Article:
Photo credit: Okayama Korakuen Garden
Okayama Korakuen Garden is a classic daimyo garden from Japan’s Edo period (1603-1868) located in Okayama Prefecture.
The Daimyo Garden
The daimyo garden is remarkable not only for being the largest-scale Japanese garden ever attempted, but also the first Japanese garden trend to originate outside Kyoto. In fact, these two attributes are not unrelated. In the seventeenth century, the Tokugawa government successfully unified Japan under its rule partly by replacing the Kyoto basin as the country’s political center with a new castle town called Edo (present-day Tokyo) located on the broad Kanto plain. The result was the emergence of a new garden patron: “daimyo” lords who had been given unprecedented access to large amounts of land, and needed to use it to entertain and impress political guests as an expression of their affiliation with the Tokugawa regime. Thus, daimyo gardens are distinctly the products of a new class of Japanese rulers with an equally new public concern for interregional diplomacy.
Seen from that narrow utilitarian standpoint, these gardens might well be looked upon as purely derivative and overgrown expansions of Kyoto’s strolling pond garden form. Yet such an interpretation overlooks how unique the daimyo garden was in terms of its relentless pursuit of social usability. Daimyo lords surrounded expansive ponds with architectural structures that let them create multiple scenic highlights and host activities such as tea ceremonies, Noh theater performances, and musical concerts. Their gardens borrowed freely from the tea garden’s scenic transitions, but also used them daringly to incorporate entertaining scenic references to exotic and faraway “famous places” (nadokoro) alluded to in classical poetry. The intense practicality of these gardens also meant they made maximum use of their natural topography, thus giving excellent expression to their respective regions’ local identities.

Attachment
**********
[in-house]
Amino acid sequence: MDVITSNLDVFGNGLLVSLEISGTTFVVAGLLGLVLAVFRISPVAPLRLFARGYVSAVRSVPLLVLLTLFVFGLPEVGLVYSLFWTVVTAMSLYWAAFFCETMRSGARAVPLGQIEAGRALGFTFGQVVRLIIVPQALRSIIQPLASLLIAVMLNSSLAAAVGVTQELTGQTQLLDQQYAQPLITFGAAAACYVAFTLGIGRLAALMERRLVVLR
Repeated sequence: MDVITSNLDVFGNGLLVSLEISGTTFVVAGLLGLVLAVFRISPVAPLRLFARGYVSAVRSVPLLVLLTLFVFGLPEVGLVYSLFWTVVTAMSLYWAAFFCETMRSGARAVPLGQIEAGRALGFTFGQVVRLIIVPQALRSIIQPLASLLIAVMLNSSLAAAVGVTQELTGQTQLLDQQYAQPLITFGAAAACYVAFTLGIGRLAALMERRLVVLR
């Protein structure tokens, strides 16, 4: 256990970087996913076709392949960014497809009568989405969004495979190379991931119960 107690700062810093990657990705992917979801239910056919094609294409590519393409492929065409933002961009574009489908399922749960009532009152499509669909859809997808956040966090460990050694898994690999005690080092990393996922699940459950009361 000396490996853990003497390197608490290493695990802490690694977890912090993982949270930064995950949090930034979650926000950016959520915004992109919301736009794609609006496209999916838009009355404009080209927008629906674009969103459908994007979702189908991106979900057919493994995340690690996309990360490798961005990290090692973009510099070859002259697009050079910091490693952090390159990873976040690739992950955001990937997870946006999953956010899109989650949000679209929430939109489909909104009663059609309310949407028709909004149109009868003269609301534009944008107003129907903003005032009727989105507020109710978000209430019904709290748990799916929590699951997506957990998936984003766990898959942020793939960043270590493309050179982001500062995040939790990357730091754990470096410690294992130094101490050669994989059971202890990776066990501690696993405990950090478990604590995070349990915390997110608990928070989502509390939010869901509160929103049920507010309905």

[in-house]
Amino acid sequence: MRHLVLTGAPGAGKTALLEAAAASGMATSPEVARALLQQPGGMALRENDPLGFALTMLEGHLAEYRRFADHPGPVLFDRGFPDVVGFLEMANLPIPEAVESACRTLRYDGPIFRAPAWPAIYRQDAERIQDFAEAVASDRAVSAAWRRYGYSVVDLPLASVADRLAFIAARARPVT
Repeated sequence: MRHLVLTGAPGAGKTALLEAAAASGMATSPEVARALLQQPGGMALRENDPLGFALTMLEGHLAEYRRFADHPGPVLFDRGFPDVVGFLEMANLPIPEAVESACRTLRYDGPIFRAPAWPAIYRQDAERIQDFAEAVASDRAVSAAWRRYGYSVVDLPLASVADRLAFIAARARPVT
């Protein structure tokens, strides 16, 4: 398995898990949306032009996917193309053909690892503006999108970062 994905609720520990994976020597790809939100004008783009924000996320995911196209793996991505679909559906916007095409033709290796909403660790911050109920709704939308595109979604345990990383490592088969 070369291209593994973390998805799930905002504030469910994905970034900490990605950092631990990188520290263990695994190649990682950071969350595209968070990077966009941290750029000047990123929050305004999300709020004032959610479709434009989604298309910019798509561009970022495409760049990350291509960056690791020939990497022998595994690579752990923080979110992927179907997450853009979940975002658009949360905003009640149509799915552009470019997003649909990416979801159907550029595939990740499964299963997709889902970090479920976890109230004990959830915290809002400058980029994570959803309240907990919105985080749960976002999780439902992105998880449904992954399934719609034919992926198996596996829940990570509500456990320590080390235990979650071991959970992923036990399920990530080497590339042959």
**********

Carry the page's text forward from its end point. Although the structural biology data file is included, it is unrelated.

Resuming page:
The daimyo garden thus developed exhaustively the strolling pond garden’s potential as a device for entertaining guests. Perhaps more than any other Japanese garden form, it is designed explicitly and unapologetically to be used. Yet such utility does not necessarily come at the expense of artistry. On the contrary, by pushing the usability of garden scenery to its furthest logical conclusion, the daimyo garden arguably evolved into a kind of composite art space condensing other Japanese garden styles together. The results of this panoramic synthesis have continued to resonate ever since in Japanese garden and park culture, including the modern garden style in Kyoto. Perhaps some credit is due to the daimyo garden, then, for the rich functional superiority that virtually all Japanese garden forms demonstrate today.
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